Gavin is someone I know through swing dancing. He's a student at MSU in Bozeman, but he's been in Kalispell for the summer doing an internship and it's been great seeing him on Friday nights. At one of the dances Gavin asked me if I'd mind teaching him a bit about photography. Since I love being a photographer and love sharing this with people, of course I said yes. Having someone along with me for a photo shoot changes things in unexpected ways. I still shoot the same, but suddenly there is another person to think about and be watchful of. On the one hand, I don't want to walk into his shots and I really don't want him to wander through mine.  But on the other hand, Gavin adds a human element to my photos. He becomes part of the photo shoot. With him there it's not just about the scenic rocks, it's about the touch of humanity out in the vast scenery. And, since he'd asked for lessons in photography, it's about seeing and shooting, and explaining what I am doing and why. The lessons on this day revolved around my favorite acronyms: EDFAM and FLPTCS. EDFAM is journalism. I ran across this in college. It stands for Entire, Detail, Frame, Angle, and Moment. If you go to cover a news event and shoot these shots, you will have the pictures you need. Entire: look for an overview, a scene-setter, a picture that gives the view the wide view. Detail: look for the small snippets that reveal truths about the larger whole. Look for frames for your subjects, elements within the composition that naturally lead the eye and focus the viewers attention on your subject. Angle: climb up and lay down. Change your perspective and see the world in new ways. For this one, I always think of Robin Williams in the movie The Dead Poet's Society where he has his students climb up on his desk. "Don't just walk of the edge like lemmings!," he says. "Look around!" And finally Moment: a moment has to do with the decisive moment. The one instant when all the elements come together and in one shot, the whole story is known. The decisive moment, the Shot, is the hardest thing to capture in photojournalism. We got to one point on the trail and a saw a large pine that had fallen over. When it was young it must have been very strong because at its base there were two large branches that grew out and then reconnected in a tear-drop shape. As we got closer to it I began to get excited. "Do you see it?," I asked Gavin. From a certain angle the fallen tree created a frame for a dramatically shaped pine in the distance. I had to lay on the ground and basically shoot upside down to get the shot I wanted, but it worked. And it became one of my favorites from the day.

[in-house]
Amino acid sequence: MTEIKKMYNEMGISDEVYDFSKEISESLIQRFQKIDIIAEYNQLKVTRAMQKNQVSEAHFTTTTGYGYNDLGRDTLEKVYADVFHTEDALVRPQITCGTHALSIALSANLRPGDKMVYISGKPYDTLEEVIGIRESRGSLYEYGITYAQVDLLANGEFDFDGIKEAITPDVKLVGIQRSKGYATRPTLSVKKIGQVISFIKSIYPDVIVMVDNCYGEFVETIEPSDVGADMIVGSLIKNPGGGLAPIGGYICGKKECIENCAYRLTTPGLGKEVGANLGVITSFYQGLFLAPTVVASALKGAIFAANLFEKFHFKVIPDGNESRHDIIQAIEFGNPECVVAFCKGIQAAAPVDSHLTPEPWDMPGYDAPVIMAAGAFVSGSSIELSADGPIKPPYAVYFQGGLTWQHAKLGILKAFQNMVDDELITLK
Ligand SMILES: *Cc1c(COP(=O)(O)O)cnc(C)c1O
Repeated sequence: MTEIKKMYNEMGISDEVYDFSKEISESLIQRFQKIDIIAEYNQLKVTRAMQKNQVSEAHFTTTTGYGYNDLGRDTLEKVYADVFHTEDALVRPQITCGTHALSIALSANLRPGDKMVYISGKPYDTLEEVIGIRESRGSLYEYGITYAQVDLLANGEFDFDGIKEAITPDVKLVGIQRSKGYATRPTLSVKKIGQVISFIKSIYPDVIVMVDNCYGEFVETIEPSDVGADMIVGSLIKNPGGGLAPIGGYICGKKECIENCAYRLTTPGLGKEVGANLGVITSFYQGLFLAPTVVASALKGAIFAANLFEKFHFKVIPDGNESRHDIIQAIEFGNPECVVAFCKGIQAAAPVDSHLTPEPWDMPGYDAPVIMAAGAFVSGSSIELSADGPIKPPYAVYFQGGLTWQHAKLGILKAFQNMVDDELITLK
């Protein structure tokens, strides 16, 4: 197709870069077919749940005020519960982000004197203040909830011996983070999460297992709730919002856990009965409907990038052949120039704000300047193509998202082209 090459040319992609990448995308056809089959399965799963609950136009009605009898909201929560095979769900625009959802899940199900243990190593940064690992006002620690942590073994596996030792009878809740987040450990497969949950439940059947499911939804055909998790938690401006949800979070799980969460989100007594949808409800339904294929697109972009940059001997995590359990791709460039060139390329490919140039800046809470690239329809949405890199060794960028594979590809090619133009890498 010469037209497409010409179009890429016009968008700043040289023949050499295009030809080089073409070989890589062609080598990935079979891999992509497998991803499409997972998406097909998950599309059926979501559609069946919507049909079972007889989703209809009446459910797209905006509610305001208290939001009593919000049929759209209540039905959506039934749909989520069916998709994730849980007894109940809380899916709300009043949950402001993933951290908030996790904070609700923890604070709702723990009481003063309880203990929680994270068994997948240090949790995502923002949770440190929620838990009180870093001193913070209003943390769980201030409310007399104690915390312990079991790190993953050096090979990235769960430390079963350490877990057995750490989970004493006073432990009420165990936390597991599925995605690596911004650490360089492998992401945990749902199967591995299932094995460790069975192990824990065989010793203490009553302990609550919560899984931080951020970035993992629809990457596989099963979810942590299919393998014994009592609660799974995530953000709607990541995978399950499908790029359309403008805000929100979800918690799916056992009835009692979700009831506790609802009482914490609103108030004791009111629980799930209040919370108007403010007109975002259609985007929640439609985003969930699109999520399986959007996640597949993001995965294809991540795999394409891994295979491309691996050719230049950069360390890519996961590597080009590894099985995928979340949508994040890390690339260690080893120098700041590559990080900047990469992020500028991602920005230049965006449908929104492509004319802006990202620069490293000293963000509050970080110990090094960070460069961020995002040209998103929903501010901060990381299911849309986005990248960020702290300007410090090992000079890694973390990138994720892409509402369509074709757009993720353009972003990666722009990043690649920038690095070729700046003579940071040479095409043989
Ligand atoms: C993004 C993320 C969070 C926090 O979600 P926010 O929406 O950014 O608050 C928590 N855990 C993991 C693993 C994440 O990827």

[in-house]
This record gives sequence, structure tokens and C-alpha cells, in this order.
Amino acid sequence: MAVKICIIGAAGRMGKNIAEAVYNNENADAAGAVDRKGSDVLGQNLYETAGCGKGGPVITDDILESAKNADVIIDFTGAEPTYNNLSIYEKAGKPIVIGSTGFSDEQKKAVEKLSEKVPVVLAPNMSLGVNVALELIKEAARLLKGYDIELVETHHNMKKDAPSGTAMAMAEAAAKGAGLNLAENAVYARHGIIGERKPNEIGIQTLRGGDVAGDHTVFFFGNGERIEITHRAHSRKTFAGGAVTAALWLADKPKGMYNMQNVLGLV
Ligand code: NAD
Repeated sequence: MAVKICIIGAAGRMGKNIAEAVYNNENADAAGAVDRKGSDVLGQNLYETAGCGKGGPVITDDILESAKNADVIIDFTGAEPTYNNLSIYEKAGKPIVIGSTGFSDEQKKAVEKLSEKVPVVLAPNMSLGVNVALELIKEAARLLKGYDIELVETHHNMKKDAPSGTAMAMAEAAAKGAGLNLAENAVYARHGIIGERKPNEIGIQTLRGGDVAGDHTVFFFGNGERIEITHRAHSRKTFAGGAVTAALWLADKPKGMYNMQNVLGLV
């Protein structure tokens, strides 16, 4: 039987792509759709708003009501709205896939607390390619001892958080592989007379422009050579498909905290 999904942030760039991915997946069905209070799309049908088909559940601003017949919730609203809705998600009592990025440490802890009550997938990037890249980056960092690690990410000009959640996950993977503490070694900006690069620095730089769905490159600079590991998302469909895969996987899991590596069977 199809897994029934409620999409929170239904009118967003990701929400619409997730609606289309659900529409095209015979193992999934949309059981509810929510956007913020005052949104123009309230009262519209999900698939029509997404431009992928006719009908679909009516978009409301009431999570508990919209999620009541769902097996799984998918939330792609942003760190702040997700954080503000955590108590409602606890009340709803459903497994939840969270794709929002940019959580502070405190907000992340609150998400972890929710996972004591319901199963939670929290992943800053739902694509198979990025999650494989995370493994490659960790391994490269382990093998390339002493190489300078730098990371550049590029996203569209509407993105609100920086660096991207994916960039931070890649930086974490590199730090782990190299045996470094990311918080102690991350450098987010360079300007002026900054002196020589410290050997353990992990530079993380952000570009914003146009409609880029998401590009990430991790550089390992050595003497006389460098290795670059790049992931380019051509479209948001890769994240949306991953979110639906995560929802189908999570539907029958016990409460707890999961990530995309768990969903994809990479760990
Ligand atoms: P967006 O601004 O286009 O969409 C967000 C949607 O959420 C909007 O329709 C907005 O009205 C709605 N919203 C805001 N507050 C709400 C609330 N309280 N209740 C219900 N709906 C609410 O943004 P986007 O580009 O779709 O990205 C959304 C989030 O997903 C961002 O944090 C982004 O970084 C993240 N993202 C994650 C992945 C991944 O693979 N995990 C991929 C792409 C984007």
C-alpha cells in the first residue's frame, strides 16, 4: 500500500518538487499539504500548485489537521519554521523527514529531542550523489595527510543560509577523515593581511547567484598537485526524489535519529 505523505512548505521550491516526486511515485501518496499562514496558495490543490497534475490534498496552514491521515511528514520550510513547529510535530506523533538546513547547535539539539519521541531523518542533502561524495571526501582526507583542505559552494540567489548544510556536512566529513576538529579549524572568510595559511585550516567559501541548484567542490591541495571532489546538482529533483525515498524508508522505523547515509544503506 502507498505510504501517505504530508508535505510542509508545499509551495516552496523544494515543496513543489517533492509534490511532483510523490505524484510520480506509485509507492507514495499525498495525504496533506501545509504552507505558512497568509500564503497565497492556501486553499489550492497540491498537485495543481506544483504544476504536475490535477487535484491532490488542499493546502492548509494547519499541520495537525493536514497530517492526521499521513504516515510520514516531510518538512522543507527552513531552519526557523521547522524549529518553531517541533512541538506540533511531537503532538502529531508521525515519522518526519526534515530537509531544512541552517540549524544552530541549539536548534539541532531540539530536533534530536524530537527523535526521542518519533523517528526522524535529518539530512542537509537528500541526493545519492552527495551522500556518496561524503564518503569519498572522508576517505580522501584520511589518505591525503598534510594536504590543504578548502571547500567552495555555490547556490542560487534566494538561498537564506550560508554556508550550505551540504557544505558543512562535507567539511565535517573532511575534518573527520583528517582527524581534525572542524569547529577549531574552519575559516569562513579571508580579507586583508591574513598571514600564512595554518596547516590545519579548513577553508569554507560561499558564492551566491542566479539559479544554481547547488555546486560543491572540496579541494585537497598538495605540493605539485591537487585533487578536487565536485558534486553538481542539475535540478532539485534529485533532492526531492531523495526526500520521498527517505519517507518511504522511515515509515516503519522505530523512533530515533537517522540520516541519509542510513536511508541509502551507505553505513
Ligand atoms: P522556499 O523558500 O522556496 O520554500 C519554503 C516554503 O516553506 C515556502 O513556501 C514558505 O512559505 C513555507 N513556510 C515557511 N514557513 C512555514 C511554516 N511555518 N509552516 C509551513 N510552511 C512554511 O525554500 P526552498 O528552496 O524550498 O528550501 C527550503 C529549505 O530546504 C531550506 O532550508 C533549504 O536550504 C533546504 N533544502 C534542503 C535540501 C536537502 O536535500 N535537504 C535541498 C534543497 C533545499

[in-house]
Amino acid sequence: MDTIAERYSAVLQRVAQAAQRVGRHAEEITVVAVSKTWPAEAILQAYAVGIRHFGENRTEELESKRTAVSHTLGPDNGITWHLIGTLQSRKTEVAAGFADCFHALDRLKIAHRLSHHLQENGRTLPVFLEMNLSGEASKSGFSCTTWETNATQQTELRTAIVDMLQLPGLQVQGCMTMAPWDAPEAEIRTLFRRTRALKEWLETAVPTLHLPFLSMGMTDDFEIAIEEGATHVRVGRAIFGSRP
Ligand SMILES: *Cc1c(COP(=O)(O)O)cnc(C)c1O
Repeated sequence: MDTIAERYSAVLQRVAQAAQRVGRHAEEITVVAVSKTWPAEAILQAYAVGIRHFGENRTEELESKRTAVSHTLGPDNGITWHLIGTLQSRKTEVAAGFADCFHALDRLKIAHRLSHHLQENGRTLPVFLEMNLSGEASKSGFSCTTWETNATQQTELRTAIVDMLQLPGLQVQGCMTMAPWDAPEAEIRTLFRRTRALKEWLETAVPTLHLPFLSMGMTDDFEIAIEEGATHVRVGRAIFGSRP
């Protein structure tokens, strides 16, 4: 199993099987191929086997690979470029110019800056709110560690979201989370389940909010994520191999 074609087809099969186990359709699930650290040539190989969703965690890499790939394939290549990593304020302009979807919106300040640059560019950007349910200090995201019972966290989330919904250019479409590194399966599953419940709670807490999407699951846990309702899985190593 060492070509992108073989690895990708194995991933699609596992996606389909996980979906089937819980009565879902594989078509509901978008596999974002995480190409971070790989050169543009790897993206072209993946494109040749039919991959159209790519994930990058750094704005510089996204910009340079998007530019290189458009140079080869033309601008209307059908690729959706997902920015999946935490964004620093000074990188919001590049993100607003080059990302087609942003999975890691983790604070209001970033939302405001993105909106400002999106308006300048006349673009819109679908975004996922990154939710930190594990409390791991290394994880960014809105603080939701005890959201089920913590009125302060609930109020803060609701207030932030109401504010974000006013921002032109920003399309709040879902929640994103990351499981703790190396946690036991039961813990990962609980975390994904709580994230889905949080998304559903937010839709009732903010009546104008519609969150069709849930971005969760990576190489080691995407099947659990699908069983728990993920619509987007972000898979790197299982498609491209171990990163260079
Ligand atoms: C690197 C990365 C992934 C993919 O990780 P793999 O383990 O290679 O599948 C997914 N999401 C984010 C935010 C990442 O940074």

My other acronym is FLPTCS. I arranged this one myself based on a list of compositional elements a found in a photography exercise one time. It stands for: form, line, pattern, texture, color and shape. I remind myself to keep in eye out for these things. Sometimes a compositional element, like a line or a color, can become a fascination subject in its own right. When we finally got to the top we stopped out on the rocks and just enjoyed taking it all in. The view was a little hazy, but no less stunning. And it meant so much more because of the work we had done to reach it. There are amazing views of the park that you can get to with just your car, Wild Goose Island, anything and everything along Going-to-the-Sun Road. But these photos are special to me because this is the first time I have ventured so far from my car into the park. I do not know a lot about hiking or backpacking and I don't have a really good sense of my own limitations yet. This hike was hard, but it was doable. And even though I was sore when it was over I was joyful for having accomplished it.

And finally, here it is, the tree that started this particular quest, the tree I have come to think of as "The White Tree of Gondor." I am not in love with this photo because it's the wrong time of day. But I will go back for it. Maybe even I will go back for this one at sunset. My one certainty in this is that I am not finished with this yet.

Gavin said this should be habit forming for me, and I think he's right. It should be. There are too many things I want to see and too many places in Glacier that you have to get to with just your own two feet to carry you, or not at all. Now that we are done and safely home, this trip feels like the start of wonderful adventures yet to come. I'm not sure yet where I will go to next, but all my trails are before me. Only now, I'm looking forward to them.